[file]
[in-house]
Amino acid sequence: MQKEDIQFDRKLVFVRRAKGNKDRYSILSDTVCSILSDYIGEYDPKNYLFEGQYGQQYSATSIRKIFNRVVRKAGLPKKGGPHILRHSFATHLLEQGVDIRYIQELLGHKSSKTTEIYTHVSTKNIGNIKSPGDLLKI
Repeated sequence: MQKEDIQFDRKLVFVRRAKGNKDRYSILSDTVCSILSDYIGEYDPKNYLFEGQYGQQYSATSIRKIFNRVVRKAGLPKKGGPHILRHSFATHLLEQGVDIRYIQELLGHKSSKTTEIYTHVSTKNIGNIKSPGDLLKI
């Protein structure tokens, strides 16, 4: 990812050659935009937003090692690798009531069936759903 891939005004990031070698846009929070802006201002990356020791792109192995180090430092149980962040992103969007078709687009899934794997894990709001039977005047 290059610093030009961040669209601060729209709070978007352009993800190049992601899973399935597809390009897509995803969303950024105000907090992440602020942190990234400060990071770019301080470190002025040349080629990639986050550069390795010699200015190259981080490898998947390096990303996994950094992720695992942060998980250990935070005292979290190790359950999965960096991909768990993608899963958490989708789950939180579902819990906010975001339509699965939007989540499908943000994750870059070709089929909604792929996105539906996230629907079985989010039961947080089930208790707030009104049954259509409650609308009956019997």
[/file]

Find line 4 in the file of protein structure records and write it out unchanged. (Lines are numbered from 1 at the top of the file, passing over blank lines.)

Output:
């Protein structure tokens, strides 16, 4: 990812050659935009937003090692690798009531069936759903 891939005004990031070698846009929070802006201002990356020791792109192995180090430092149980962040992103969007078709687009899934794997894990709001039977005047 290059610093030009961040669209601060729209709070978007352009993800190049992601899973399935597809390009897509995803969303950024105000907090992440602020942190990234400060990071770019301080470190002025040349080629990639986050550069390795010699200015190259981080490898998947390096990303996994950094992720695992942060998980250990935070005292979290190790359950999965960096991909768990993608899963958490989708789950939180579902819990906010975001339509699965939007989540499908943000994750870059070709089929909604792929996105539906996230629907079985989010039961947080089930208790707030009104049954259509409650609308009956019997």